An extensive study by a team of Danish researchers (Bjørn et al. (2016)) highlights the failure of Corporate Responsibility (CR) reporting to translate into tangible changes in business strategy. In Blue North’s context, this reinforces the importance of our approach: informed by ‘strong’ sustainability, our work revolves around the acceptance of absolute biophysical limits.
Over the past decade, Corporate Responsibility (CR) reporting has risen significantly, together with the increasing encouragement for companies to frame sustainability agendas and communication in terms of ecological limits – planetary boundaries; climate tipping points; or regenerative capacity, and so on.
While this may appear to be positive, to what extent does this CR reporting actually go beyond ‘talk’ to driving strategic commitments and change in respect to ecological limits? Bjørn et al (2016) endeavored to dig deeper, assessing a massive 40 000 CR reports, spanning the period 2000-2014, employing an exhaustive list of ‘ecological limits’ search terms.
Disappointingly, while the number of published CR reports has increased over this period, the proportion of reports referring to ecological limits has remained roughly stable at only 5% (see Figure 1 below).
The vast majority of the companies associated with these reports (approx. 96%) merely demonstrated awareness, with no explicit intention of changing. Only 31 companies could be described as having “defined quantitative targets with deadlines for resource consumption and/or emissions based on ecological limits”.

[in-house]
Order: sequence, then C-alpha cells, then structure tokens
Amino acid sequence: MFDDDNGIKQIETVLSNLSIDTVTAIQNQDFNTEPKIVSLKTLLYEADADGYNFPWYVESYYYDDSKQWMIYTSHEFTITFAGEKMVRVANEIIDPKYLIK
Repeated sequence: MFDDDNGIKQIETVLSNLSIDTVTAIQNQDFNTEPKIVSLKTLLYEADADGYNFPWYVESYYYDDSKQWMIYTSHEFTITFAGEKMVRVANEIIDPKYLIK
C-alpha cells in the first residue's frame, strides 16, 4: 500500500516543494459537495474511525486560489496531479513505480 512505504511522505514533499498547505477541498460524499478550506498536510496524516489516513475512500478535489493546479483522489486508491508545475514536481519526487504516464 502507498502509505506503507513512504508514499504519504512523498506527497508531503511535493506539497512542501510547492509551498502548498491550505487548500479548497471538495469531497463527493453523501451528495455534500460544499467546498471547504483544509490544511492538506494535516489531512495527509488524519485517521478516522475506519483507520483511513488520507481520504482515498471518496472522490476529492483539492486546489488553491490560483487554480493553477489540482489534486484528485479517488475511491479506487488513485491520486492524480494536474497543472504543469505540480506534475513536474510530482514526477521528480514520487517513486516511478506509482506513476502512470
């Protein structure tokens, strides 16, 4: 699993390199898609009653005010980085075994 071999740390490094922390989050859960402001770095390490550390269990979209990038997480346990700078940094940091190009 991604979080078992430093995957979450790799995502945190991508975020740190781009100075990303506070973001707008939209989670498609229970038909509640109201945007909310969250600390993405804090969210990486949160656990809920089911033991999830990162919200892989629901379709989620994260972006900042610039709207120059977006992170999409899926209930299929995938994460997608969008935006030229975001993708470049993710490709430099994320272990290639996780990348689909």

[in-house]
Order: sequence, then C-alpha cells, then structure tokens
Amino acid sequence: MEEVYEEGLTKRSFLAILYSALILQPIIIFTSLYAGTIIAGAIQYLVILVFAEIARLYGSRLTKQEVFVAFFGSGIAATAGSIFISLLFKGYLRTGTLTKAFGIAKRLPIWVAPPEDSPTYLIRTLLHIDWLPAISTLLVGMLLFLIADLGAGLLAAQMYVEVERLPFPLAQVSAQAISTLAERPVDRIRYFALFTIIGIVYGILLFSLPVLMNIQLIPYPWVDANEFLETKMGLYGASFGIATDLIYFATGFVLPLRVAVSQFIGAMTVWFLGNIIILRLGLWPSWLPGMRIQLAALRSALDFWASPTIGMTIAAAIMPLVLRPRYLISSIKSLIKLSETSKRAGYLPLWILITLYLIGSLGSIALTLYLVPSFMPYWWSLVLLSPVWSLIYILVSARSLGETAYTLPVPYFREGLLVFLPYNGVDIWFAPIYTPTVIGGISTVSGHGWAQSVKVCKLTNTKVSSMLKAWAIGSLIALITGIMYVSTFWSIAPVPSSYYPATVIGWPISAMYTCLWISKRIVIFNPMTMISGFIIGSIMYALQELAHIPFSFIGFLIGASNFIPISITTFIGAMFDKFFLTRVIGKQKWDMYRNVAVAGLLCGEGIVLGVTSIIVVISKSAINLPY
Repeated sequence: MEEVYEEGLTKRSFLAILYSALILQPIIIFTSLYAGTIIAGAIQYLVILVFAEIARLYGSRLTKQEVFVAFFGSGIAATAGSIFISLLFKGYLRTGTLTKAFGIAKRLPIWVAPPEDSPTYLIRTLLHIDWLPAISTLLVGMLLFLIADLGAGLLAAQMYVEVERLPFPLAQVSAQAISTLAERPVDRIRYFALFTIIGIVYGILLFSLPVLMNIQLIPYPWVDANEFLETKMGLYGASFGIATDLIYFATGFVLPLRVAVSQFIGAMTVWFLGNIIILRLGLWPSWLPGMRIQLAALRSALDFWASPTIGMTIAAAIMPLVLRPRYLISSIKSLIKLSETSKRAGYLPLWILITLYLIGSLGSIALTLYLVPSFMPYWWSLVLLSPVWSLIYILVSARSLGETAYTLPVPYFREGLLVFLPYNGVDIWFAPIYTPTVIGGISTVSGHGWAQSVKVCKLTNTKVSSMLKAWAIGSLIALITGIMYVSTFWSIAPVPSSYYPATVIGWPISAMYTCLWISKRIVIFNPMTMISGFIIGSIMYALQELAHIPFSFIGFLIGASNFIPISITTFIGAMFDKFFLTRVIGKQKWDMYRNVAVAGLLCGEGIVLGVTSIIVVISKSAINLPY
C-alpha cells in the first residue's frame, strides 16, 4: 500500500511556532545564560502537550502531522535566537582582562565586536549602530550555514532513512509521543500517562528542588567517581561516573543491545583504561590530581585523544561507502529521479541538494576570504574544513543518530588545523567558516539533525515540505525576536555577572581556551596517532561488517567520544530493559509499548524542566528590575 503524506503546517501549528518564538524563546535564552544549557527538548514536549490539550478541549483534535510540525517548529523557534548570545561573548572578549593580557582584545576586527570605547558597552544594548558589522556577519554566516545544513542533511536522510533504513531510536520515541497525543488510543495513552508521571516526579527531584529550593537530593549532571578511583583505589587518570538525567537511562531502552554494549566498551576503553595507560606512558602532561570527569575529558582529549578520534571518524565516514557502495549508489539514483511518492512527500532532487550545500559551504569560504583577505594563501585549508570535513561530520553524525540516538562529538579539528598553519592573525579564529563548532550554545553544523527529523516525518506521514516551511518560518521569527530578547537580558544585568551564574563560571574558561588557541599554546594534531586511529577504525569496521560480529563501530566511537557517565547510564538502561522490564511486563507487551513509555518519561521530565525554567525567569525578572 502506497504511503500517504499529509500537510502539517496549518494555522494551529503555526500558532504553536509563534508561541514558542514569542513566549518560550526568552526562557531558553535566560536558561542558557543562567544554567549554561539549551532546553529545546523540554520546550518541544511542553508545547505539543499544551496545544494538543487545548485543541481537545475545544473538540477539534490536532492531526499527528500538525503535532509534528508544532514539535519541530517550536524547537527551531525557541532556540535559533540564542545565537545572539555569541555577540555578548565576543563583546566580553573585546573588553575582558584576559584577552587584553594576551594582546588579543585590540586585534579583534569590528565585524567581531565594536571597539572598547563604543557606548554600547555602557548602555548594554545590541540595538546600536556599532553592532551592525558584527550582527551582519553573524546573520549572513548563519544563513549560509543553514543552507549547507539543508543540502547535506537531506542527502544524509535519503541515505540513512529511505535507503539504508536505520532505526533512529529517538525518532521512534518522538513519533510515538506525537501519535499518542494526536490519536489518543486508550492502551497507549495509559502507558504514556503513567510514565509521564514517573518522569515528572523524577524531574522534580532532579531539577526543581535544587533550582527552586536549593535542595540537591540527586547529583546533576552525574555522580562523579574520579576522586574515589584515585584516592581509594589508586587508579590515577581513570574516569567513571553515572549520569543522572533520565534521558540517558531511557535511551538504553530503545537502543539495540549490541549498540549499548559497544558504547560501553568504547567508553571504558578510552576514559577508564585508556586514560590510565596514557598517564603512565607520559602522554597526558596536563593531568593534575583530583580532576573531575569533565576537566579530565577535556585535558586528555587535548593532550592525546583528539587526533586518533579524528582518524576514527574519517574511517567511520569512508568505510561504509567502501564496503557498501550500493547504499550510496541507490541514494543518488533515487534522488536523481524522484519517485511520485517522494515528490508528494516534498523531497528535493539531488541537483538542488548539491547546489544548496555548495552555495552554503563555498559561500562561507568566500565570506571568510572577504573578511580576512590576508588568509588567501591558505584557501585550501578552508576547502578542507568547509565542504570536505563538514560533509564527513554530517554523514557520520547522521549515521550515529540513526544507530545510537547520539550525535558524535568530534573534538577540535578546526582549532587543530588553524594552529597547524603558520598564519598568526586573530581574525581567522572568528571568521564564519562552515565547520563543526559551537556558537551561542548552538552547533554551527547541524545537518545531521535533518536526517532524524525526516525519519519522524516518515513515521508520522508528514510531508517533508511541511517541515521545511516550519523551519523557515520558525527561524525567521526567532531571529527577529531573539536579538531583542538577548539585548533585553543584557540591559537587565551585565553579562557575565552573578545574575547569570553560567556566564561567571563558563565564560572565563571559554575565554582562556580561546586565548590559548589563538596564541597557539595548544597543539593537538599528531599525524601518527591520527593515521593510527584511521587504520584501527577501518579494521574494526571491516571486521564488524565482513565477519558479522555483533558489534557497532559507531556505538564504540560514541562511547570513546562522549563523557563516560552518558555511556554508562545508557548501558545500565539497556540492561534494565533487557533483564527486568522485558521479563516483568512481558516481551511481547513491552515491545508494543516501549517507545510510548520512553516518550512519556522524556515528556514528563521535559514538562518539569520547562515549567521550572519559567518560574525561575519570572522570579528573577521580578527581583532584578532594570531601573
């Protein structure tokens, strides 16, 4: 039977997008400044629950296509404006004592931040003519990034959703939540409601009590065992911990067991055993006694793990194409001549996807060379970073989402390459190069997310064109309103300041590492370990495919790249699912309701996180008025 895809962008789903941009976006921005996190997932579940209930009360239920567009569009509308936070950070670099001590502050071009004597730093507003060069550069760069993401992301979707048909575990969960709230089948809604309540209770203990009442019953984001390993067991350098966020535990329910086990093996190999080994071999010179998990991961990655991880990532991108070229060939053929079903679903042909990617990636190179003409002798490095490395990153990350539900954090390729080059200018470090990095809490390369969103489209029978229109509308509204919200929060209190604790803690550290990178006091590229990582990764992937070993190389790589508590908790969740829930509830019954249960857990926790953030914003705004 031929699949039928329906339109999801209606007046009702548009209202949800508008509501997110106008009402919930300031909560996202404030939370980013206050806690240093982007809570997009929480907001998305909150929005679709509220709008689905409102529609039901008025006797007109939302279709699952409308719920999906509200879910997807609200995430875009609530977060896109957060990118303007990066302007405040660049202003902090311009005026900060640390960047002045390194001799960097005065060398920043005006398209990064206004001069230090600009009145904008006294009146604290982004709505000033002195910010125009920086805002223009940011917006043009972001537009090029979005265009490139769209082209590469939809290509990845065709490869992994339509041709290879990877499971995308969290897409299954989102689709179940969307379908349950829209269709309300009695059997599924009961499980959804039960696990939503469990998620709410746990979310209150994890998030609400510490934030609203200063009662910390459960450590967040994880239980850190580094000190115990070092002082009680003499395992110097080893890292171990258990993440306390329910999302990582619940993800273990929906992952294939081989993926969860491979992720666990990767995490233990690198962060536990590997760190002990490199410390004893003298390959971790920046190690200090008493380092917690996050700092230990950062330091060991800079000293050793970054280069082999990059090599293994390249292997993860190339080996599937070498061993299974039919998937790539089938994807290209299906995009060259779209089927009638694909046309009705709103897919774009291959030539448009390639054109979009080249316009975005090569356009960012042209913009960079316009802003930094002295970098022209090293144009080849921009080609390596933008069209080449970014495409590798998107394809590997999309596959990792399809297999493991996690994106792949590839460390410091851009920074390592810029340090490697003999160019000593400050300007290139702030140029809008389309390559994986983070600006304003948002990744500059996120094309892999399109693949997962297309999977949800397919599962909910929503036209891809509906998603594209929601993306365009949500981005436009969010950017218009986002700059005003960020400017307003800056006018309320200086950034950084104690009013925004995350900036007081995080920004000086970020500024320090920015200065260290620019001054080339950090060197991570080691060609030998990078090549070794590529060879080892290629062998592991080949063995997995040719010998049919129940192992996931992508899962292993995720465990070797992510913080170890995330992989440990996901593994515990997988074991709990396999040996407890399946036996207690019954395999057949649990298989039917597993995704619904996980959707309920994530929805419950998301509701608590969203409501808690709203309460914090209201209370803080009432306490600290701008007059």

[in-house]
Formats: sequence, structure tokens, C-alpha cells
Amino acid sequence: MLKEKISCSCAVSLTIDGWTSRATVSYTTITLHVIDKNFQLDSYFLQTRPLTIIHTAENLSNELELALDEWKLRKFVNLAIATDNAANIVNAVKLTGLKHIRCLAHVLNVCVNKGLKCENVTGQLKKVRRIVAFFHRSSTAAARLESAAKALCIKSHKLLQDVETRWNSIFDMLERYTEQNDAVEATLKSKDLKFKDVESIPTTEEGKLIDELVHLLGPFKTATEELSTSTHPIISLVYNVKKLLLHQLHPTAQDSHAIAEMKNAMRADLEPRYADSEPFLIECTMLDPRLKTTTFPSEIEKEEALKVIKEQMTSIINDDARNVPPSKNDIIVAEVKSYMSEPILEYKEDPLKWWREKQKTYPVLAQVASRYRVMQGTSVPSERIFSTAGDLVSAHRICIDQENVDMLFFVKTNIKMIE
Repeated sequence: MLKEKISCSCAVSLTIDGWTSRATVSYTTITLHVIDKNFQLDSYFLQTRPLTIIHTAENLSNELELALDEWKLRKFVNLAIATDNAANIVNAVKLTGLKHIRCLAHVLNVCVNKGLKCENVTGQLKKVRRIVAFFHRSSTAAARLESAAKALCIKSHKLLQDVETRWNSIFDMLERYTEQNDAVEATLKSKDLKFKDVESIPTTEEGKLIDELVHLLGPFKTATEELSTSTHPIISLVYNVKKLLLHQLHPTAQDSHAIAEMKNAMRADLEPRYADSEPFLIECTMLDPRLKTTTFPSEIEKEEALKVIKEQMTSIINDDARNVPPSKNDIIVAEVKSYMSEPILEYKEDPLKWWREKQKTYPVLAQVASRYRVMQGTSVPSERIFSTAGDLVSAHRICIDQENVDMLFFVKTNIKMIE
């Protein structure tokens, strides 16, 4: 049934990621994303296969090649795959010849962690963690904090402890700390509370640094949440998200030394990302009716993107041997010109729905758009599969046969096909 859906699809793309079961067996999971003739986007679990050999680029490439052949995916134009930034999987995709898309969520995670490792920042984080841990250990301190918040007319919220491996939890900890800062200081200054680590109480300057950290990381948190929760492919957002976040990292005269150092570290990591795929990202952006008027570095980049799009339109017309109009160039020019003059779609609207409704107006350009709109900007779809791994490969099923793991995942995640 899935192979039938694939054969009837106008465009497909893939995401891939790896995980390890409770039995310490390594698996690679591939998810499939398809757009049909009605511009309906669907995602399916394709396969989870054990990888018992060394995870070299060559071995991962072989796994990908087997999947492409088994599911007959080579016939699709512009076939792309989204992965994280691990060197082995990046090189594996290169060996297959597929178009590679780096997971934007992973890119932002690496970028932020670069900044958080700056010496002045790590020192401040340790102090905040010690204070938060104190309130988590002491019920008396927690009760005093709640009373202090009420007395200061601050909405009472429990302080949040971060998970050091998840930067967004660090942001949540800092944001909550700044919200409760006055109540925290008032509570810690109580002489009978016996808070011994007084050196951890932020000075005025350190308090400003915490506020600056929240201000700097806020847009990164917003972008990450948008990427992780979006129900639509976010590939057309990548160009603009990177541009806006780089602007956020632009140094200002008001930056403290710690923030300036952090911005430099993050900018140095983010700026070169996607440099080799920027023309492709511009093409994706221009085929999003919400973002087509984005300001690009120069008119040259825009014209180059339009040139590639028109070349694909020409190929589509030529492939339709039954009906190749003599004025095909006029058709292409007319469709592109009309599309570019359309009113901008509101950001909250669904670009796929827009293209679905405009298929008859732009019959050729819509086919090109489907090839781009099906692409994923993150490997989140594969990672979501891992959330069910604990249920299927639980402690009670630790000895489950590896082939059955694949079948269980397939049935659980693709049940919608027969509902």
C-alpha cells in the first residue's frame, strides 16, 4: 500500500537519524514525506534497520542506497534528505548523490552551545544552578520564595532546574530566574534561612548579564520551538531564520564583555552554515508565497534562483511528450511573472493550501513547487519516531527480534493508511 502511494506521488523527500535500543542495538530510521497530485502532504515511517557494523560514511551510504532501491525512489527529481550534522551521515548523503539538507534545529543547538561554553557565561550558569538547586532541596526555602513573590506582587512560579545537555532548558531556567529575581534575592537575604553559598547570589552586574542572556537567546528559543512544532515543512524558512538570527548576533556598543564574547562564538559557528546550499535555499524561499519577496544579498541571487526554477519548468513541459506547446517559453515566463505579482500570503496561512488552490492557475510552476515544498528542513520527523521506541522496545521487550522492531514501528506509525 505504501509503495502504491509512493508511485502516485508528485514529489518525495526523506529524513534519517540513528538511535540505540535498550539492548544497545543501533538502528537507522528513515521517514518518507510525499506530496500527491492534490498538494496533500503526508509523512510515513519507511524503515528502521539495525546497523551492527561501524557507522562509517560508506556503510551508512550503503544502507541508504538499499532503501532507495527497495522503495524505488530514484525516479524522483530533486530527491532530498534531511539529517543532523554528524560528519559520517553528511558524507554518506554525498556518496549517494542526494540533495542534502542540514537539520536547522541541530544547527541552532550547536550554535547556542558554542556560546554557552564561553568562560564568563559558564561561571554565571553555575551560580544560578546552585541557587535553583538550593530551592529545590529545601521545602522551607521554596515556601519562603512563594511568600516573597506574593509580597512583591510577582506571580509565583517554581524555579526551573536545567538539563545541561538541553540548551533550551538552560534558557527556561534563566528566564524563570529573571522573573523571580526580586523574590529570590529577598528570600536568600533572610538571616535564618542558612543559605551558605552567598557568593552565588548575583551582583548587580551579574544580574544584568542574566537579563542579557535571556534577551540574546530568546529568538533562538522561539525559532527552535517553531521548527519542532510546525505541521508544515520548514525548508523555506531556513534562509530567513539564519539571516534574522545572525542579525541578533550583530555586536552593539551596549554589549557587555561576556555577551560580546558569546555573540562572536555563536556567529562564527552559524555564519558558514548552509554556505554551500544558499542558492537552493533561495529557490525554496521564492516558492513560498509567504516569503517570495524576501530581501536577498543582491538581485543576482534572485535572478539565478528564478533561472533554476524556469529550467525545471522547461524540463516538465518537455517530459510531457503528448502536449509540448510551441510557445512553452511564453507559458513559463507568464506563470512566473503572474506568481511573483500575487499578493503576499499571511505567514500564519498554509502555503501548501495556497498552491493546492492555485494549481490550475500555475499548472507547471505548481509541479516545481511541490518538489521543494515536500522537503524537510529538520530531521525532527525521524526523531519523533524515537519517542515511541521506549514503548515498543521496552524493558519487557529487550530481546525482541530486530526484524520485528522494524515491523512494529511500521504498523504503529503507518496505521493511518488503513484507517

Amazingly, only 13 companies could be classified as “[describing] a process of aligning their product portfolio to ecological limits”.
Bjørn et al. (2016) found the most common environmental issue covered to be climate change, with other ecological limits only referred to by a few companies. While climate change has long been the focus of much debate and GHG emissions reductions plans are relatively easy to formulate and monitor, managing the impacts associated with other ecological limits is far more complex. Take, for example, communicating targets around the spatial and temporal availability of water resources.
This study demonstrates the sad inconsequentiality of CR reporting – only an extremely small proportion of CR reports actually translate identified environmental impacts into changes in business strategy.
Since Blue North’s inception in 2011, much of our product offering has evolved into equipping agri value chains with the means (in the form of knowledge and tools) to identify and manage supply chain impacts with respect to absolute biophysical limits: ‘strong’ sustainability (see, for example, the Sustainable Fruit Initiative (SFI) with WWF-SA; the SPA Development for Sainsbury’s, and the development of our Water Footprinting capabilities).
Bjørn, A; Bey, N; Georg, S; Røpke, I; and Hauschild. Is Earth recognised as a finite system in corporate responsibility reporting? Journal of Cleaner Production (2016), http://dx.doi.org/10.1016/j.jclepro.2015.12.095
 It must be noted that these included only English language reports, and reports from companies that only produce physical products.